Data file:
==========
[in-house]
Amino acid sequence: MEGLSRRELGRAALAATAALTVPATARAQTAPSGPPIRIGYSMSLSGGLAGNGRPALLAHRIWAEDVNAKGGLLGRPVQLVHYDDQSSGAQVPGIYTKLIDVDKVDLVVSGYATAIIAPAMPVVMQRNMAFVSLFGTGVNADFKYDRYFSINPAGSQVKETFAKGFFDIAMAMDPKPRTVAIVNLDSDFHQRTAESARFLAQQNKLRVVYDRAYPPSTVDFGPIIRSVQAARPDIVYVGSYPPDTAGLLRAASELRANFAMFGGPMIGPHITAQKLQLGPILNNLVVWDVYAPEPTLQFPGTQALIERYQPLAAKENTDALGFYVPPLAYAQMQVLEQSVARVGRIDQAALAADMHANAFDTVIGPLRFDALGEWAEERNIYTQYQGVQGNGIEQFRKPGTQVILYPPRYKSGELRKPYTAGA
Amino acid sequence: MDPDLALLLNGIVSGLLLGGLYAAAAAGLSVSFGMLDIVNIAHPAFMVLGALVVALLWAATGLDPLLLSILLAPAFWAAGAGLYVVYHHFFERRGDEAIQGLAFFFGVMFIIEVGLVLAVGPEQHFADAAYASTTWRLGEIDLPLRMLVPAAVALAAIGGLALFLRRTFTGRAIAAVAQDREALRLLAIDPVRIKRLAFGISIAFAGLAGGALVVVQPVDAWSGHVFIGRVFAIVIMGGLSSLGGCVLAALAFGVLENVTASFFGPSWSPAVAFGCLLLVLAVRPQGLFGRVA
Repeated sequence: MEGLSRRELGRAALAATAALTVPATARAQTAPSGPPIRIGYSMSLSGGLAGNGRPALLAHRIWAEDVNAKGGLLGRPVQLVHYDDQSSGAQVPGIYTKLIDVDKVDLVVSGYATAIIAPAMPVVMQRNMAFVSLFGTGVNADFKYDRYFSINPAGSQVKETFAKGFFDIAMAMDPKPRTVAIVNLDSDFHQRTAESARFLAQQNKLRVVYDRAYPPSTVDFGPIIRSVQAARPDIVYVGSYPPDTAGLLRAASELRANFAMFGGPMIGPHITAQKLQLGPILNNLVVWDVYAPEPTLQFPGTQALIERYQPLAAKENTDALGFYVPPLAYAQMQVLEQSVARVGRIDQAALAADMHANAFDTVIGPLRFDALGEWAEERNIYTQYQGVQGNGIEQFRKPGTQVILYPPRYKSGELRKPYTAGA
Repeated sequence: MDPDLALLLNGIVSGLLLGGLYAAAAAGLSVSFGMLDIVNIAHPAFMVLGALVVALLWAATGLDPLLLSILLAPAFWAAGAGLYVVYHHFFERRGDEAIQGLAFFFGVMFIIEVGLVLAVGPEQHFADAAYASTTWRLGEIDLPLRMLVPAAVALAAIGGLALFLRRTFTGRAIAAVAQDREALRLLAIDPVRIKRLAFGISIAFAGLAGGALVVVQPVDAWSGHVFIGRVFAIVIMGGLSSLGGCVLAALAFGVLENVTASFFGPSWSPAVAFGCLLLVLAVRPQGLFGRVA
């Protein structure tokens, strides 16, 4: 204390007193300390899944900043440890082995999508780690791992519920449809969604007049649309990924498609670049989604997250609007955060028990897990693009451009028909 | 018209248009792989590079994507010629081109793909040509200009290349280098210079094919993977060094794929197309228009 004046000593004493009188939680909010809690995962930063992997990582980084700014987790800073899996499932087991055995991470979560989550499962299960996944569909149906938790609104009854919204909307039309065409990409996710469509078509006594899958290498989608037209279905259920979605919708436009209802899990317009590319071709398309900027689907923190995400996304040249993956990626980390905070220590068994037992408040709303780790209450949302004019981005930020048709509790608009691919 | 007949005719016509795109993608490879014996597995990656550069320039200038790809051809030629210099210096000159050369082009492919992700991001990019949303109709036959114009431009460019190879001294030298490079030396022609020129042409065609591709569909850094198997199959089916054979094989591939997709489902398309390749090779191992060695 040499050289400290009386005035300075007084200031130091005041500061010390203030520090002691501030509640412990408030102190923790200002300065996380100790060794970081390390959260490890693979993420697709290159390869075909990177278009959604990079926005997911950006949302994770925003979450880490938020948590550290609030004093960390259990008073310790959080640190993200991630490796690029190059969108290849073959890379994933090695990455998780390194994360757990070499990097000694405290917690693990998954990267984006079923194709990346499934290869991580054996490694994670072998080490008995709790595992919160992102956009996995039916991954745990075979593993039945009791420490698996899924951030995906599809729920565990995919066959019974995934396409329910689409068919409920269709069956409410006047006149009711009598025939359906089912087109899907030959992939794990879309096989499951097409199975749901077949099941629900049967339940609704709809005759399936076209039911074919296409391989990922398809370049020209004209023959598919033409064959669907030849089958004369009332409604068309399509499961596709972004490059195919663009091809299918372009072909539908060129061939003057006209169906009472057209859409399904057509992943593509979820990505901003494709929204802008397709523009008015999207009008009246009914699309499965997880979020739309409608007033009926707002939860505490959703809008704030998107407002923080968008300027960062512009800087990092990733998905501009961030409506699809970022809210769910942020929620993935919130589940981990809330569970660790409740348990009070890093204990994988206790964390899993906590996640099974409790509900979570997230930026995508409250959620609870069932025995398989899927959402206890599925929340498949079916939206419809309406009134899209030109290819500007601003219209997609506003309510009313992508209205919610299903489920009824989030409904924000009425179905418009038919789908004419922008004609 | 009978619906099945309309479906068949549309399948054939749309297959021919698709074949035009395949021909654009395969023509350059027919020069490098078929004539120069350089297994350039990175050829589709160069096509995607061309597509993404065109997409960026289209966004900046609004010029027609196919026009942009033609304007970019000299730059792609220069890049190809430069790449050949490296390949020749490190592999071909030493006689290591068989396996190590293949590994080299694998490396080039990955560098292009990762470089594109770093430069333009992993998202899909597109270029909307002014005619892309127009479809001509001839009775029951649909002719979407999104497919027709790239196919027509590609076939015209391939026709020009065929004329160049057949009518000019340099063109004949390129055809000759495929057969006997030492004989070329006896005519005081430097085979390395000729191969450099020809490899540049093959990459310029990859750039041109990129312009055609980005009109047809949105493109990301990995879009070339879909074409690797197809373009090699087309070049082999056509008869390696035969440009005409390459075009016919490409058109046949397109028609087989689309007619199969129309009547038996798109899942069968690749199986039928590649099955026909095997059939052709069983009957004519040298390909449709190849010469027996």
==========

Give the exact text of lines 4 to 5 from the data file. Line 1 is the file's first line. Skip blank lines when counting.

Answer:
Repeated sequence: MEGLSRRELGRAALAATAALTVPATARAQTAPSGPPIRIGYSMSLSGGLAGNGRPALLAHRIWAEDVNAKGGLLGRPVQLVHYDDQSSGAQVPGIYTKLIDVDKVDLVVSGYATAIIAPAMPVVMQRNMAFVSLFGTGVNADFKYDRYFSINPAGSQVKETFAKGFFDIAMAMDPKPRTVAIVNLDSDFHQRTAESARFLAQQNKLRVVYDRAYPPSTVDFGPIIRSVQAARPDIVYVGSYPPDTAGLLRAASELRANFAMFGGPMIGPHITAQKLQLGPILNNLVVWDVYAPEPTLQFPGTQALIERYQPLAAKENTDALGFYVPPLAYAQMQVLEQSVARVGRIDQAALAADMHANAFDTVIGPLRFDALGEWAEERNIYTQYQGVQGNGIEQFRKPGTQVILYPPRYKSGELRKPYTAGA
Repeated sequence: MDPDLALLLNGIVSGLLLGGLYAAAAAGLSVSFGMLDIVNIAHPAFMVLGALVVALLWAATGLDPLLLSILLAPAFWAAGAGLYVVYHHFFERRGDEAIQGLAFFFGVMFIIEVGLVLAVGPEQHFADAAYASTTWRLGEIDLPLRMLVPAAVALAAIGGLALFLRRTFTGRAIAAVAQDREALRLLAIDPVRIKRLAFGISIAFAGLAGGALVVVQPVDAWSGHVFIGRVFAIVIMGGLSSLGGCVLAALAFGVLENVTASFFGPSWSPAVAFGCLLLVLAVRPQGLFGRVA